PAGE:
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Self Treatment Techniques for the Shoulders, Arms, & Hands

Posted by [email protected] on April 21, 2014 at 1:20 AM

Below are some stretches and muscle release techniques for arm & shoulder pain that I have personally used with good results. Feel free to share and try these techniques, but keep in mind that they might not work for you and are not a substitute for medical treatment. If you feel any sharp pain or your problem gets worse or fails to improve, stop the activity! For more details on my favorite way to stretch or loosen my own muscles, review my Self Treatment page.

 


Shoulder Carry Stress

Most people tend to carry stress in the muscles that elevate the shoulder blades. Sometimes, even minor "drama" cause the shoulders to creep up towards the ears! Sleep posture, carrying something frequently on one shoulder, talking on the phone without a hands-free headset, or typing without having the forearms supported can cause the muscles that elevate the shoulder to go into spasm (sometimes chronically) and make it difficult to turn your head. Chronic spasms can cause the levator and upper traps to get "glued" together and restrict proper motion.

 

The easiest way to get the shoulders to release is to press directly into any and all sore spots on top of the shoulder at the base of the neck, and to then rotate and bend your neck and head to "work out the kinks". Using a Theracane makes it easy to work these muscles yourself. Otherwise, sit on the floor and have a helper lean into you with their elbow (YOU pick the spot and how much pressure you want, if they are not a trained therapist!).

 

 

For maintaining loose shoulder muscles, I find a modified shoulder shrug stretch to work the best. Shrug your shoulders up as hard as you can for a few seconds (also try up-and-forward, & up-and-back), followed by pressing your shoulders towards the floor while pushing the top of your head toward the ceiling.

 

Also keep in mind that the serratus anterior muscles that wraps around your ribs can also refer pain to the shoulders (see section on Chest & Upper Back).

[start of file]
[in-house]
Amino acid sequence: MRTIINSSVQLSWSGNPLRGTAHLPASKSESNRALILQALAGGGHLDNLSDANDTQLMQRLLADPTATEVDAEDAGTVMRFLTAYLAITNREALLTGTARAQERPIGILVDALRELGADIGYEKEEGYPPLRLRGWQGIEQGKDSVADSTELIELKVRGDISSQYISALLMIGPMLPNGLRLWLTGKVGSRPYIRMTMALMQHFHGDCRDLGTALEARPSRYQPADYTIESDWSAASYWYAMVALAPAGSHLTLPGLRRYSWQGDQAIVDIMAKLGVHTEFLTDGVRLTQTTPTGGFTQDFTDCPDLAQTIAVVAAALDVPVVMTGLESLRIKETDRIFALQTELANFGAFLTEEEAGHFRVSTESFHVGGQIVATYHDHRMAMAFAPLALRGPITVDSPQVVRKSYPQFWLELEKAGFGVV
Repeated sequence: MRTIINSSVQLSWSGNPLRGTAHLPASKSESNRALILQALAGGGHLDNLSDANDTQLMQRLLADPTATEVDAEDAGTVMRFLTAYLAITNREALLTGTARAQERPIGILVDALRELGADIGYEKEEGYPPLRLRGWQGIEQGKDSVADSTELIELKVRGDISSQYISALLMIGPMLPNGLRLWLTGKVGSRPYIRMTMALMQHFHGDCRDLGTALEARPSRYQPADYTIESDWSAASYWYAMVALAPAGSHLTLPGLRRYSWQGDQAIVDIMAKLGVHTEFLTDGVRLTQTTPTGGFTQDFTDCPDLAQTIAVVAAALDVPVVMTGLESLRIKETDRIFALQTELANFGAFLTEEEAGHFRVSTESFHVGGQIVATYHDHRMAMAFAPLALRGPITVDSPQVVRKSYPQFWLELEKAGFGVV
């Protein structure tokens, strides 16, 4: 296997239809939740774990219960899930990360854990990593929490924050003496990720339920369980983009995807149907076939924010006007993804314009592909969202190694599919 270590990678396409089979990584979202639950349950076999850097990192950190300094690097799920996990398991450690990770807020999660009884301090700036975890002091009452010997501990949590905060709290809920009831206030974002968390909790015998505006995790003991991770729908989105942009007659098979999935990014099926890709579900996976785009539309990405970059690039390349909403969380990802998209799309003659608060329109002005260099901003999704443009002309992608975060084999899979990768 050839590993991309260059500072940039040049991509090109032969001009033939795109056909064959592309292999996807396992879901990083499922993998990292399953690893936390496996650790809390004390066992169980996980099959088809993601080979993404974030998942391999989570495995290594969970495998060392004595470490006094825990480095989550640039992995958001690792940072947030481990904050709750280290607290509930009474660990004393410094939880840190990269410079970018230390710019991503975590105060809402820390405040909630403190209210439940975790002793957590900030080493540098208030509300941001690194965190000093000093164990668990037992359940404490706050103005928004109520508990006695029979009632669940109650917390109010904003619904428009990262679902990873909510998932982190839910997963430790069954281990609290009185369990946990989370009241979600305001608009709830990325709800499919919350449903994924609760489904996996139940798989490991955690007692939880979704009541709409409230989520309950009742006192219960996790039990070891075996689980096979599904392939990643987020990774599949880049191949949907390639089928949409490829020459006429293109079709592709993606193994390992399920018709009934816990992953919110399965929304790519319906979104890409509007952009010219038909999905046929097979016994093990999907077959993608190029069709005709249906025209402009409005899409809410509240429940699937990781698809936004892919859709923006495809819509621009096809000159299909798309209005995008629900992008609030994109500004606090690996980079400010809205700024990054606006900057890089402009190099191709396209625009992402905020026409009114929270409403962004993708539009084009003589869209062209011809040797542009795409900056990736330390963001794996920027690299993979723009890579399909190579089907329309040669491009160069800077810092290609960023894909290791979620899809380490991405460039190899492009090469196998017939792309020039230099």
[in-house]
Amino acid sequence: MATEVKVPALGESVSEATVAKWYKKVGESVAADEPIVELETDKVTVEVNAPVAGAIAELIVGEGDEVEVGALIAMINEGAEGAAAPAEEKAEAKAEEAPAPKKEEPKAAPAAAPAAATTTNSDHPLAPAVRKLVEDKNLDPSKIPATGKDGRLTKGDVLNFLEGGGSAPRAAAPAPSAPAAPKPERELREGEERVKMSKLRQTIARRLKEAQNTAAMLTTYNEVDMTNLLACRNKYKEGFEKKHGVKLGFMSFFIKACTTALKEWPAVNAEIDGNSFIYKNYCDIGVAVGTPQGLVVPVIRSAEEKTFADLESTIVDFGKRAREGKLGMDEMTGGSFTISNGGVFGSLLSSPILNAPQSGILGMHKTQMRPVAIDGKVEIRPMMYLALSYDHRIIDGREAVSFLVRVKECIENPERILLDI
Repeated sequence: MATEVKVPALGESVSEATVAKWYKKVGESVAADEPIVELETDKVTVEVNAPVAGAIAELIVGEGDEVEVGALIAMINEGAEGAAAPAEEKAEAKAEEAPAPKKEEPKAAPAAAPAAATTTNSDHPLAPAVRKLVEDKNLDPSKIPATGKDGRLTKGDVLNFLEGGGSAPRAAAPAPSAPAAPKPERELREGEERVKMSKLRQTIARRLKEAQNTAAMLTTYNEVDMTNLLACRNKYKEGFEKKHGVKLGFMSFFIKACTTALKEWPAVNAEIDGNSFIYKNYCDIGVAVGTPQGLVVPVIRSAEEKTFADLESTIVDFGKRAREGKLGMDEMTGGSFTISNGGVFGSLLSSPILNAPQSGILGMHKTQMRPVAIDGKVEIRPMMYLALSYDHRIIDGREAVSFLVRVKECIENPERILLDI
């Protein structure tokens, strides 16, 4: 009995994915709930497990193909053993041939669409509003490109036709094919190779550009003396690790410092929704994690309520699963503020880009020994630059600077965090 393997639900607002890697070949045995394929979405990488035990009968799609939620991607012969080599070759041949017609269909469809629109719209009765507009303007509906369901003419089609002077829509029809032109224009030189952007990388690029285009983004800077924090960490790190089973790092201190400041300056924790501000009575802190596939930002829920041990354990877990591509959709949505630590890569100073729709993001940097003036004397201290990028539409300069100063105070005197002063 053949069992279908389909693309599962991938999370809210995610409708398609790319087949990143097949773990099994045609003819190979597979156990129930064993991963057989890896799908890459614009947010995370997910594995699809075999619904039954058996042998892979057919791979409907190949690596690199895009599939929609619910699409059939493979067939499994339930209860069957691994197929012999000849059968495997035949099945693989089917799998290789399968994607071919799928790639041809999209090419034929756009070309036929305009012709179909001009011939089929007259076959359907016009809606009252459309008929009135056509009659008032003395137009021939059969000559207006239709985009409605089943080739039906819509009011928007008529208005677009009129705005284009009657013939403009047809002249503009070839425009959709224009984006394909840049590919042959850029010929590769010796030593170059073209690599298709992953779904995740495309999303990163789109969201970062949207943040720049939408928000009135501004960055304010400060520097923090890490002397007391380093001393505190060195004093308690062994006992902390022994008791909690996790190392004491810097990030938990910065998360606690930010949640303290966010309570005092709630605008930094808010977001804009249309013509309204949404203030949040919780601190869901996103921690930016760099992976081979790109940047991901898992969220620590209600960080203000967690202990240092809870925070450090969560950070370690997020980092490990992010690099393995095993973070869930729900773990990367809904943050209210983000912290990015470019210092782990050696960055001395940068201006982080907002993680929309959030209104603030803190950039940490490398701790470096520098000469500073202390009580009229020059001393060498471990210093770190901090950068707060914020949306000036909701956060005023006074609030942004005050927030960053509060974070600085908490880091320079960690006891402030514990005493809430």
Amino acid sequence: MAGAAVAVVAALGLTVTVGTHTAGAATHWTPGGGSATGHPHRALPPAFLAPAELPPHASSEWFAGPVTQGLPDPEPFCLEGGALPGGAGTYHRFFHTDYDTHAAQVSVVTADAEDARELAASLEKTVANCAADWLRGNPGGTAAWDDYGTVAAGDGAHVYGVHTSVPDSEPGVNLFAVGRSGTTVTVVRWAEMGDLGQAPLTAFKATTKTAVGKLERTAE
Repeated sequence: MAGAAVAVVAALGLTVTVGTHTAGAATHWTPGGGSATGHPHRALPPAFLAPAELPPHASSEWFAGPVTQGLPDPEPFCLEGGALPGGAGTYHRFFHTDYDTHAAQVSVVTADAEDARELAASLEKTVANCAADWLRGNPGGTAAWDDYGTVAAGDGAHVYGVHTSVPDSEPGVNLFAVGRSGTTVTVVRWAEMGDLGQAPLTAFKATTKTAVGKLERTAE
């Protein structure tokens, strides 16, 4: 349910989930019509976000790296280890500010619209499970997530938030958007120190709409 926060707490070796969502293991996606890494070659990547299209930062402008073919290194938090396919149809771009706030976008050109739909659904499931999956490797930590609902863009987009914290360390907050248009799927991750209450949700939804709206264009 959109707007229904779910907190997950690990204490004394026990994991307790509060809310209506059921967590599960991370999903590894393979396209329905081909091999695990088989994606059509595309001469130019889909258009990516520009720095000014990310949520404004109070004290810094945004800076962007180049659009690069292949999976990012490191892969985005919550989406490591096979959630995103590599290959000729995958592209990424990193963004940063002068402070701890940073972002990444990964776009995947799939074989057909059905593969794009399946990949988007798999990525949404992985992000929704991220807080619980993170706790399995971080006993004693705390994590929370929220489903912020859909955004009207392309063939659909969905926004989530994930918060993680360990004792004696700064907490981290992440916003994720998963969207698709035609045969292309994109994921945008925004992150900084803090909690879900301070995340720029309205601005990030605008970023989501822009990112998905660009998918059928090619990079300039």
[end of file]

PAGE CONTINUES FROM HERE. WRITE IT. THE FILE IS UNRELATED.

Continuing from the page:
Biceps and Triceps

Occasionally, I encounter someone with a persistent "knot" in their triceps or biceps (that can lead to shoulder or lower arm pain), but usually pain in these muscles are temporary, caused by over-use. In both cases, gently stretching and/or pinning and stretching the muscle can help relax the muscle.

 

To stretch the triceps, raise your arm straight overhead and place your palm on the shoulder; for an additional stretch, push your elbow gently up and back. To stretch the biceps, extend your arm straight out to the side, point your thumb towards the floor, and stretch your arm in back of you (turn your thumb pointing down & backwards for an additional stretch). To directly work out any knots, press into the sore spot and flex your arm back and forth at the elbow (see pictures).

 

 

 

 

 


Forearms and Hands

 

Pain in the elbow, wrist, and hands often comes from tight muscles in the forearm. Too much gripping can cause the muscles in the palm of the hand and inside of the forearm to tighten and cramp; frequent gentle stretching of both fingers and hand will help treat and prevent this from occurring (see Right). It is especially important to stretch the fingers as we age, to maintain their mobility.

 

The thumb can also get stiff and sore from gripping and other repetitive motions. It can help to press into sore areas on the inside and outside of the bone near the base of the thumb, and then flex and rotate the thumb until the pain subsides. there are also trigger points in the bicep area that can refer pain to the thumb when a tight muscle pushes on the nerve descending from the spine.

The extensor muscles on the outside of the forearm also tend to get tight and ropy (especially from typing or using a mouse), and can lead to carpal-tunnel type pain. frequent stretching (by extending the arm and bending the hand down at the wrist) can help prevent this from getting too tight. If you are having pain, press into the sore area and flexing the wrist back and forth can help release this muscle (see Above, Left). If you work at a desk, it can also help to use a pad under your wrists (to keep your wrist straight), and to rest your hands on their sides (thumbs up, pinkies down) when you aren't actively typing.

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